Summer has arrived and the heat is on, and that means tomato season is here! We depend heavily on our tomato crop to stock our pantry to enjoy pasta sauce, salsa, tomato juice, ketchup, barbecue sauce and more for the entire year – so getting the most from every plant is a must. (See: Top OWG Tomato Canning Recipes)

tomato plants
A few simple steps can keep your tomato plants healthy all summer long. (photo shutterstock / KaliAntye)

For us, we have found that there are a few “key” garden chores during the hot summer months that can make all the difference in getting a larger harvest from our tomato crop.  

Quick Tips To Keep Tomato Plants Healthy

Pick Often –  It’s extremely important to harvest plants regularly. When too much produce is left on the vine of indeterminate varieties – plants will begin to slow or stop production of new blossoms. This tip applies to peppers and nearly all vegetables as well. Pick regularly, and you will have more to pick!

Pick a Bit Early – Although everyone dreams of plucking that perfectly ripe tomato right from the vine – don’t be afraid to pick your tomatoes before they are fully ripened. The longer a ripening fruit stays on the vine – the more it becomes attractive to pests and disease. There is nothing more depressing than having the perfect tomato forming – only to watch it go bad on the vine from pests, disease, or rot from staying on the vine too long.

tomato plants
Our tomato drying rack allows us to finish off the ripening process

We usually pick our tomatoes when they are a day or two from becoming fully ripened – and let them finish off on a drying rack on our back porch. We created the rack out of hardware cloth and a few untreated 2 x 4’s, and it allows the tomatoes to ripen under a bit more protection. The hardware cloth allows for good air flow good and lets them ripen fully on all sides. Whatever you do – do not put them in the fridge to ripen – they will stop ripening as soon as they hit those cool temps!   

Keep Competing Weeds at Bay – Weeds are one of the biggest detriments to the overall health of tomato plants. Tomato plants need all of the nutrients and water they can get in the summer months to keep producing fruit. If your plants are smothered in weeds, they are losing those nutrients to the weeds. In addition, those weeds become a great place for pests to hang out and multiply. Last but not least, remember that if you let this year’s weeds take over and go to seed, they will only multiply next year’s problem.  (see: How to Stop Weeds In The Garden)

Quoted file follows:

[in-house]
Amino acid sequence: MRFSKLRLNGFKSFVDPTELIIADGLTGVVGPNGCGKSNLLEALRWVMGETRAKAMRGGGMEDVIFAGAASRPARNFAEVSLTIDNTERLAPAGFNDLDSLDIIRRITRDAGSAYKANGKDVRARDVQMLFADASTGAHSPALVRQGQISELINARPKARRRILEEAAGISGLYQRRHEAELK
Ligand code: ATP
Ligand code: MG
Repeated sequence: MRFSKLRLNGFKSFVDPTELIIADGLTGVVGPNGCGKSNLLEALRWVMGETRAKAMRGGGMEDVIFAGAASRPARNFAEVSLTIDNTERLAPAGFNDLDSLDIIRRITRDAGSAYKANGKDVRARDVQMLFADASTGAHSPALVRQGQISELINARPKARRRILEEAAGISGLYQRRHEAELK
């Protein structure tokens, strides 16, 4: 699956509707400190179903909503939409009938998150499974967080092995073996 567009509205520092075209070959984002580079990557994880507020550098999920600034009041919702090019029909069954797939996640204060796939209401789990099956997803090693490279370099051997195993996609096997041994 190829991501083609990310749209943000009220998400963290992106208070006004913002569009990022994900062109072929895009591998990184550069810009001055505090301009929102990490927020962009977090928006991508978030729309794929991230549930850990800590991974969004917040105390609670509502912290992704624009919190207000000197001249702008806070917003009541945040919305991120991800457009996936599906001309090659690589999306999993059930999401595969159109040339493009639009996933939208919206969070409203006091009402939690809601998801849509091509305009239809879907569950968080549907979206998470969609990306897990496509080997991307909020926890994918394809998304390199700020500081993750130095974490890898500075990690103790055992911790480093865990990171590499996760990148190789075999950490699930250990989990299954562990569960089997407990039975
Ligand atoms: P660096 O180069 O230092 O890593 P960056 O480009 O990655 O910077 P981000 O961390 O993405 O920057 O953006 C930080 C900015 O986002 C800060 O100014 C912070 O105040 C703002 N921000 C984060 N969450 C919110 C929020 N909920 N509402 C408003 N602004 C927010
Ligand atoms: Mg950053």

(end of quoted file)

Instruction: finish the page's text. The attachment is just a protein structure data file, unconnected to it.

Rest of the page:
tomato plants
Keeping plants pruned and mulched can go a long way to a great harvest!

Remove the Damage and Disease – Here is another big one in keeping your plants healthy! Take a few minutes a day as you walk through your garden to remove any branches that have broken off or begin to show signs of disease. In addition, be sure to prune out the bottom branches to allow light, water and circulation to your plants. Those three things are invaluable in keeping your crop healthy and producing.  (See: How and Why To Prune Tomatoes)

Support those ‘Maters! – If your plants have not been staked or supported, now is the time to make sure they are. Plants left to sprawl around the ground are an easy target for all kinds of pests and animals – not to mention it is nearly impossible to remove any weeds without damaging the vines. Staking or caging also allows for good air flow and better ripening of your crop. (see : Building your own Tomato Supports)

Stop Fertilizing – This one surprises a few people, but is really important to stop any type of heavy fertilizing once summer sets in. Too much fertilizer can actually lower your harvest totals as the plants use the nutrients of the fertilizer to create more leaves and stems – and less fruit. 

Here’s to a great tomato crop in 2016!

Happy Gardening! Jim and Mary

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3 thoughts on “6 Big Tips To Keep Tomato Plants Healthy And Productive In The Summer

  • July 17, 2016 at 4:30 pm
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    I keep spraying pepper spray and watch the bugs flee and then go eat something else, Finally sprayed all 1400 sq ft. Waiting to see if that helps.

  • July 12, 2016 at 9:19 am
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    Lots of good info here and much appreciated. Always good to know more about raising good ‘Mater crops!

    I’m a lover of green fried tomatoes so in a way, I’ve unconcsiously helped the tomato plants produce more fruit.

    I prune the ‘ suckers ‘ once every week or two as well.

    What has been a big help are the wasps. Yep, you read that correctly. The yellow jackets patrol my gardens and prey on all kinds of insects. I’m not allergic to them and seldom ever get stung.

    I also appreciate the English Sparrows who rummage through the gardens eating grasshoppers and other bugs. I enjoy watching those little birds chasing and eating insects in my garden.

    Once again, thanks for the post!

    Best,

    Snake Plisken

  • July 10, 2016 at 9:39 am
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    I have a prom le with my leaves turning brown

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